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The follow is a short report by Global Kids to the Covenant Foundation on the Introduction of Badges in a K-5 Jewish Day School. It was originally written November, 2010 then updated, with an addendum, in July, 2011. With the new level of attention to learning badges, ignited in large part from the focus of the fourth Digital Media and Learning Competition on "Badges for Lifelong Learning," we thought it would be useful to share one case study of creating a badging system from scratch within one learning institution. Currently, we are hard at work with a school in Atlanta iterating the process described within the report (and on a much broader scale) and looking at an addition site in Brooklyn as well. (more on all that here)

In short, in January, 2010, the Covenant Foundation introduced Global Kids to Bob Berk, a principal of a K-5 Jewish Day School in the South. Supported by a new grant from the Foundation, together we explored how this K-5 school could use up to 70 hours of Global Kids’ time to enhance and expand its use of digital media for learning. After some initial meetings, the school decided to move forward with an emerging model of alternative assessment, commonly found in today’s widely used video games: badges. This report is a description of the overall project.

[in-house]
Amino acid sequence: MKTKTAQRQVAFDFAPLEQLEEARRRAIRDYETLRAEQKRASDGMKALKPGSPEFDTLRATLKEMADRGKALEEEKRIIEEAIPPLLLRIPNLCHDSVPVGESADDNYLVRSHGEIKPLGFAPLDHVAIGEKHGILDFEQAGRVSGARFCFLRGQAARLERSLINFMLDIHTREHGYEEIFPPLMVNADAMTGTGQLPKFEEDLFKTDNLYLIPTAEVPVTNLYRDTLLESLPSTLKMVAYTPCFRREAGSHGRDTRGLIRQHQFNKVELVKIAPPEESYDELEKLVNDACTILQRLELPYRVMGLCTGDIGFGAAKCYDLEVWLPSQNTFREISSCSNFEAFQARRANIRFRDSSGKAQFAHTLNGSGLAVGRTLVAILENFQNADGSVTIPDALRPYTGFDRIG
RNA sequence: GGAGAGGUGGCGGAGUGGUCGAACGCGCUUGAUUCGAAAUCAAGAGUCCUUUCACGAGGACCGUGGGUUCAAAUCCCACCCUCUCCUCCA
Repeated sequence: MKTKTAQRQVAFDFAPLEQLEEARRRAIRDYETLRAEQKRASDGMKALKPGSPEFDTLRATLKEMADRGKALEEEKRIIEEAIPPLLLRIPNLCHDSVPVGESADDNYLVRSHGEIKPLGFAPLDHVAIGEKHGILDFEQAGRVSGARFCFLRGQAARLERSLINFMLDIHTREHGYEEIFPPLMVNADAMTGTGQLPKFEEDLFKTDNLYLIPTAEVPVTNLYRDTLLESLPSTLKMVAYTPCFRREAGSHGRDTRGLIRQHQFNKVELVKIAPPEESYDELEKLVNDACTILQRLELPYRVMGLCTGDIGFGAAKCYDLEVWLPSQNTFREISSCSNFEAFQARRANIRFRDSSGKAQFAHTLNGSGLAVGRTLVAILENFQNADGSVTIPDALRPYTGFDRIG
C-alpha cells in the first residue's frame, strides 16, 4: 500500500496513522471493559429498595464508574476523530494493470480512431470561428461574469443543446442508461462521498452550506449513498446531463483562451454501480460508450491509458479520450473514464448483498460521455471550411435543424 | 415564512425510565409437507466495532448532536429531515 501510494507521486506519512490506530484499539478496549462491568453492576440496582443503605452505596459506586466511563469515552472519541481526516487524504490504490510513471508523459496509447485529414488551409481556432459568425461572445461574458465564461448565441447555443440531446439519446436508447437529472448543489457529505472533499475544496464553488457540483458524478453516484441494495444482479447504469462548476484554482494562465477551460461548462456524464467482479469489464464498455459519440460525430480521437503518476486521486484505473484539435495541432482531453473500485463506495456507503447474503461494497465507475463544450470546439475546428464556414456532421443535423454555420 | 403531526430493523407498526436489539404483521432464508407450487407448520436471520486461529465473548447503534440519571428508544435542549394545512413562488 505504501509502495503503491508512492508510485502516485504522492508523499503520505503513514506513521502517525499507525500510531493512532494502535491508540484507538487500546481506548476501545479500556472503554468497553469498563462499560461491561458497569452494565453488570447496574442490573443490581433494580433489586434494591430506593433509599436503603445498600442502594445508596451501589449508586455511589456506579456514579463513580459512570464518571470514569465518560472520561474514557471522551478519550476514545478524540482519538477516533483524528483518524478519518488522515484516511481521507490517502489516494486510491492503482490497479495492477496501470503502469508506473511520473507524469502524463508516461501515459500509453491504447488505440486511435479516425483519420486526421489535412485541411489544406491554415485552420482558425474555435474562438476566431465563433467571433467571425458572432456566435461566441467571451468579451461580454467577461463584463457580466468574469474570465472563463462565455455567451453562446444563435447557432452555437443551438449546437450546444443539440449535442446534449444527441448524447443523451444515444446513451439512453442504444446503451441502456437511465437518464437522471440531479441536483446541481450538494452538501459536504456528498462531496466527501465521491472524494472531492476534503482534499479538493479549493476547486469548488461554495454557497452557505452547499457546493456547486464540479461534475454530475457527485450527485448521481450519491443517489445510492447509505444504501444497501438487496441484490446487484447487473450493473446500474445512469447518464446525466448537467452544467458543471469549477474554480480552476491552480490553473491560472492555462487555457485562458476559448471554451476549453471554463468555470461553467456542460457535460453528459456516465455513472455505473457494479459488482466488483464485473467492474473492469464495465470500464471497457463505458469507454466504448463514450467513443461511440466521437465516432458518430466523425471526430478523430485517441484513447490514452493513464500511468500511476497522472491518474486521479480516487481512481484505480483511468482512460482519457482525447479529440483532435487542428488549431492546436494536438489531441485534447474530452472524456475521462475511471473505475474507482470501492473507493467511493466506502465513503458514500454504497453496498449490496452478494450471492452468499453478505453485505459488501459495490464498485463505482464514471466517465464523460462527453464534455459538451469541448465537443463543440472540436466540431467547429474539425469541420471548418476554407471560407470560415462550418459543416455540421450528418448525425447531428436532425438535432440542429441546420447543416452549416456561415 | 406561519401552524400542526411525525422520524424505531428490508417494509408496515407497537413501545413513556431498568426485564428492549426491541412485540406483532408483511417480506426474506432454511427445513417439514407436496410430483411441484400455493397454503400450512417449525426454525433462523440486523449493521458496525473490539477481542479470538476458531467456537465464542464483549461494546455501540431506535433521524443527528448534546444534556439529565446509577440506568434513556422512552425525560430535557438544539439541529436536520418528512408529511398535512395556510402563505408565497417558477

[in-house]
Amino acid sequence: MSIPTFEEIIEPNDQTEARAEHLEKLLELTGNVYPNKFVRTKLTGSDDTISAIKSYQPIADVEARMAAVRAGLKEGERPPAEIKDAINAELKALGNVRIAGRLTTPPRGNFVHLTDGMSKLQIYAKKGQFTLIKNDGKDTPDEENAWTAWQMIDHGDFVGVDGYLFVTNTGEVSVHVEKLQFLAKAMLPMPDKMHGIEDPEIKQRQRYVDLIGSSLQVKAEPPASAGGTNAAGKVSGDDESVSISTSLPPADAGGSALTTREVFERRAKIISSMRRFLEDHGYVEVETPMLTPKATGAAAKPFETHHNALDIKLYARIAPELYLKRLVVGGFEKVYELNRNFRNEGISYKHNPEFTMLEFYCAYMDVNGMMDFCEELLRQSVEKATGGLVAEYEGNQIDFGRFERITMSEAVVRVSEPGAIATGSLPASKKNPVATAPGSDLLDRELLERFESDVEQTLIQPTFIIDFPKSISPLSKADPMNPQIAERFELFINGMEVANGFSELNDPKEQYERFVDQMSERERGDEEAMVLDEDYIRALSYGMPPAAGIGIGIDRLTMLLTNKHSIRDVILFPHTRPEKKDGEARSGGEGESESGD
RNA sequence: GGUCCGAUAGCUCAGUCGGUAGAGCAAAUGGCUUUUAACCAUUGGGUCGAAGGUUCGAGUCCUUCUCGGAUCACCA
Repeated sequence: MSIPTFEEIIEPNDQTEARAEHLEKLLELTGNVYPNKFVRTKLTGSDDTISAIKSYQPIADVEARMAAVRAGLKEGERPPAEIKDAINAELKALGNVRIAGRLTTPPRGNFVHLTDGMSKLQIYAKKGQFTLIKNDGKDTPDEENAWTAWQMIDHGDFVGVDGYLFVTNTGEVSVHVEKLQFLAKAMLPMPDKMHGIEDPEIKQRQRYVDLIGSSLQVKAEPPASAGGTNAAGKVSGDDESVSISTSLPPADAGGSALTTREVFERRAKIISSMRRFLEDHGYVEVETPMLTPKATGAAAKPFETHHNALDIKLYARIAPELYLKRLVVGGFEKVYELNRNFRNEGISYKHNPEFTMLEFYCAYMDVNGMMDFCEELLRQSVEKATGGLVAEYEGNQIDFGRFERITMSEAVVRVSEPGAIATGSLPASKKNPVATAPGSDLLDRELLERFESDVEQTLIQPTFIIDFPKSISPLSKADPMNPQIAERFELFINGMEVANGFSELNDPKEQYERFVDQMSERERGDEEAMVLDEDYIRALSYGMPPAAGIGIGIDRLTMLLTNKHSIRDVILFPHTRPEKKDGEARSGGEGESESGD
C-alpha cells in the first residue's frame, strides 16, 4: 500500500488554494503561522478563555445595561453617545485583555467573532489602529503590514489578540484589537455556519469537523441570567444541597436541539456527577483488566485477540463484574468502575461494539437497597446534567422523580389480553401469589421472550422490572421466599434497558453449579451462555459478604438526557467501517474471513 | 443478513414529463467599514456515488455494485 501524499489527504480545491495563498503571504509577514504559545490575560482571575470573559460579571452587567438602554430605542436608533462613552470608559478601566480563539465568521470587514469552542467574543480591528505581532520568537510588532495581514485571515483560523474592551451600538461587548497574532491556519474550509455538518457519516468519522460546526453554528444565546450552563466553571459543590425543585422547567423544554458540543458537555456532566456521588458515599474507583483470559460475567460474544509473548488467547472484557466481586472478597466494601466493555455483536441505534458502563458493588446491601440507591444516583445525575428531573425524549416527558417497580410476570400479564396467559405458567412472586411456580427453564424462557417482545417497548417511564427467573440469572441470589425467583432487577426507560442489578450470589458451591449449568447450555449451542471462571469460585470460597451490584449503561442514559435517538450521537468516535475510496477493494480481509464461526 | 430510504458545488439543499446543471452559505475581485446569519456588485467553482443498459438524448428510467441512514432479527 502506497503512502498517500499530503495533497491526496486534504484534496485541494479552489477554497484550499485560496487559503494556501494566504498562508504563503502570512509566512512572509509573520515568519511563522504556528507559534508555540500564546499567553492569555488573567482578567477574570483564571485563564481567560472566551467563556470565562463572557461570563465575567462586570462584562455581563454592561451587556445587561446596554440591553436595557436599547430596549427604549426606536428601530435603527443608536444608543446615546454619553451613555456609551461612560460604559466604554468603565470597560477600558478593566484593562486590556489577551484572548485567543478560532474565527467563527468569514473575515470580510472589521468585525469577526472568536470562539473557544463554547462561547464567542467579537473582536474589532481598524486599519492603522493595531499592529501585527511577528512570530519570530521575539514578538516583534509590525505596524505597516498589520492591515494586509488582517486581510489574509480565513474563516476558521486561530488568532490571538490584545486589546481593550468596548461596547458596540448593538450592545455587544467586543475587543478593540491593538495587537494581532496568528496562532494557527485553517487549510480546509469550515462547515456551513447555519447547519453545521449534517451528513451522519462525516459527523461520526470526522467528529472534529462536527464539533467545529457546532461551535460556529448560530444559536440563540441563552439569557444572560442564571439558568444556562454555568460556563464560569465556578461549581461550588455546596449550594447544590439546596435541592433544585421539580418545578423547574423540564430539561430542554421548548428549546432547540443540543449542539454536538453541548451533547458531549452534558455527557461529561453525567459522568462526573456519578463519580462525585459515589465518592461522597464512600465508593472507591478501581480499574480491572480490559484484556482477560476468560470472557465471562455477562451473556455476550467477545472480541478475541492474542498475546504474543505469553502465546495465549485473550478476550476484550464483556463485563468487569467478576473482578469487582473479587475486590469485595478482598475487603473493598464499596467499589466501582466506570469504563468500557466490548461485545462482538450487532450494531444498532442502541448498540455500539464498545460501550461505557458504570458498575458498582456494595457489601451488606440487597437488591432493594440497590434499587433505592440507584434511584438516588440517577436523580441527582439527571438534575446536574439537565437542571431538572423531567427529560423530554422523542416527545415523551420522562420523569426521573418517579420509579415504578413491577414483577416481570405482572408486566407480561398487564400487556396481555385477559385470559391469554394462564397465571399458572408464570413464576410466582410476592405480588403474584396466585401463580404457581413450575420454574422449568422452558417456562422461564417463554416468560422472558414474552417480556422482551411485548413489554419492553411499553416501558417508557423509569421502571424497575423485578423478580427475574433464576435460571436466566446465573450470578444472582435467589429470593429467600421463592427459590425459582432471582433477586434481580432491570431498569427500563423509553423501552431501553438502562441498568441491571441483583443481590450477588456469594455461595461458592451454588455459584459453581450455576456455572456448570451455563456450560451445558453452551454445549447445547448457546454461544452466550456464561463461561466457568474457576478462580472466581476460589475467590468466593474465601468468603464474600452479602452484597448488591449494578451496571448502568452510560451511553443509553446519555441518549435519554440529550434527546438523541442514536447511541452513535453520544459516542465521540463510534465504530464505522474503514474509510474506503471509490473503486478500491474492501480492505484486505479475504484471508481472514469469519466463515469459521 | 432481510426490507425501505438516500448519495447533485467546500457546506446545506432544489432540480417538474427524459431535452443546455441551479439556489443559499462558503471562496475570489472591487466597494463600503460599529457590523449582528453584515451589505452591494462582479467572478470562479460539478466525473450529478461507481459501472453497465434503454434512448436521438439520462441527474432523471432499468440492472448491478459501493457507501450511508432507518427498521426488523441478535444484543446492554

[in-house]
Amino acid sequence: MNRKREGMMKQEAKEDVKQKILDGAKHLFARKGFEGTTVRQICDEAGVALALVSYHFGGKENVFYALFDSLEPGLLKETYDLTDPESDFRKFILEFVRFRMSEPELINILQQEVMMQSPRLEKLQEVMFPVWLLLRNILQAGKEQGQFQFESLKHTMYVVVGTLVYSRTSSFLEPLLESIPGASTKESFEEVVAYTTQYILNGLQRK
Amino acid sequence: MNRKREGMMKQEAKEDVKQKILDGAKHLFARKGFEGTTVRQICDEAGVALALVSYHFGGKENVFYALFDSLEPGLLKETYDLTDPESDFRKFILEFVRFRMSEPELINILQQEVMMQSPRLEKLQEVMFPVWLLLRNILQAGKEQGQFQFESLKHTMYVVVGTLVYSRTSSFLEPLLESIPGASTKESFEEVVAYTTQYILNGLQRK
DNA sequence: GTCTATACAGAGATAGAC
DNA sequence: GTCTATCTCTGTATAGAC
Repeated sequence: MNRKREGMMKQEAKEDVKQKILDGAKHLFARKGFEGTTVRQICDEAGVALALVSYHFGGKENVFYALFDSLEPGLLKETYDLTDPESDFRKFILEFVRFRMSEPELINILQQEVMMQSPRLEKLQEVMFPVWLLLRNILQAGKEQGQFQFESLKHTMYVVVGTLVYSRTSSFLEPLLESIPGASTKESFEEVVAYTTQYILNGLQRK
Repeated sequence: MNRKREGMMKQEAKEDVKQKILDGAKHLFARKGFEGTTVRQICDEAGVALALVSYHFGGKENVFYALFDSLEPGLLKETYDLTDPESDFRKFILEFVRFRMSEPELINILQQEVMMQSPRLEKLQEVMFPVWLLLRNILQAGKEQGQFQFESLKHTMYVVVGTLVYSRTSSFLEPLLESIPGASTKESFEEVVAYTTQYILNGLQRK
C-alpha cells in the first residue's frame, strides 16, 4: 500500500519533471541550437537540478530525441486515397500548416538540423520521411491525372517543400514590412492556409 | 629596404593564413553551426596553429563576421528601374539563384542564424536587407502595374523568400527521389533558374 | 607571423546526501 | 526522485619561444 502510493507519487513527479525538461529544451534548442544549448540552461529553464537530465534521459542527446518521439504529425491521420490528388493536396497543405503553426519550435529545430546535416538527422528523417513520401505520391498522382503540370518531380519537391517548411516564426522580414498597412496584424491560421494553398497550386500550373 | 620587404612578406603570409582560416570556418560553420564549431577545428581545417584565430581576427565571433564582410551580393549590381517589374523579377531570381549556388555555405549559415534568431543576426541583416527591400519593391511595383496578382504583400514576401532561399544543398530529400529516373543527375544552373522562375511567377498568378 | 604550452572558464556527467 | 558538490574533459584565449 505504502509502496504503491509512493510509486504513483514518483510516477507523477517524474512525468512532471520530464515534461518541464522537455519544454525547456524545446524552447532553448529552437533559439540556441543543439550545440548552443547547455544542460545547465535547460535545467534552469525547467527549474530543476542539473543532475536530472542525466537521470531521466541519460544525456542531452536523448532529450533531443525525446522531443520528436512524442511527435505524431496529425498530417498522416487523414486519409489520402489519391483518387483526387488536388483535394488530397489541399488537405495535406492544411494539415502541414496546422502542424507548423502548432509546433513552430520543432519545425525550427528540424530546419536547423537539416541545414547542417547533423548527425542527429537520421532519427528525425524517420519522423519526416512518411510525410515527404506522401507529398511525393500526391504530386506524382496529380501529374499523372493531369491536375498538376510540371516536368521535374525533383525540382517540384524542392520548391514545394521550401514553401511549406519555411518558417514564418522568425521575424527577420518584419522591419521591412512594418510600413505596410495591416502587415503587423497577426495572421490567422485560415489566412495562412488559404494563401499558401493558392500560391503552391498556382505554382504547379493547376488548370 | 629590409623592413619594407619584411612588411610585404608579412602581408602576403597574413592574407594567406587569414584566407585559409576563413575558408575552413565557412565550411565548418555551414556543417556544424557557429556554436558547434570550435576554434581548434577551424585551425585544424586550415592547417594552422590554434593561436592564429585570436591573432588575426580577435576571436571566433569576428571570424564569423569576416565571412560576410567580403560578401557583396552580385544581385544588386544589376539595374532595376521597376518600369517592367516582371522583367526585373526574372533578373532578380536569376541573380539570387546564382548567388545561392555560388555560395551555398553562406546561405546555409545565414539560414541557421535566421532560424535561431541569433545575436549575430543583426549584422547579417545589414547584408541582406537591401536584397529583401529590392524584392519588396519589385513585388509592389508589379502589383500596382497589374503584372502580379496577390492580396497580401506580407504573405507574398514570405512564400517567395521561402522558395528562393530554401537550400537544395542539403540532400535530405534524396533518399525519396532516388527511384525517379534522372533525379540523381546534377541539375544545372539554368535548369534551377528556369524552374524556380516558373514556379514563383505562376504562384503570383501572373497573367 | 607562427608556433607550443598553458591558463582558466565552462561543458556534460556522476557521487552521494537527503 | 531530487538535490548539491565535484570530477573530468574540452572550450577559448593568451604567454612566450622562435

Global Kids' Game Design Intensive Covered in Jewish Week 

A participant in Global Kids' recent week-long game design intensive published an article on his experiences, Playing Games With Jewish Education, in the recent Jewish Week.

An excerpt follows:

The educators played out this active, game-making thesis for a week, working together to design a game that explores food policy through a Jewish lens. We divided into groups, learned and shared information, argued over moral values, then put our new technical skills to work to create a game that would actually function, with cogent rules, goals, and rewards. Fear of failure was a constant companion as we tweaked our game and presented it to a blue-ribbon panel of designers.

The game we built may never be played. The more important lesson: in an increasingly technological, multimedia world, the ability of educators to improvise, remix, beta-test and iterate may be the key to future Jewish pedagogical success.

We are happy to announce that Global Kids has partnered with the World Bank Institute (WBI) to produce an innovative professional development training that took place in Singapore last month: a quiz show built in the virtual world of Second Life.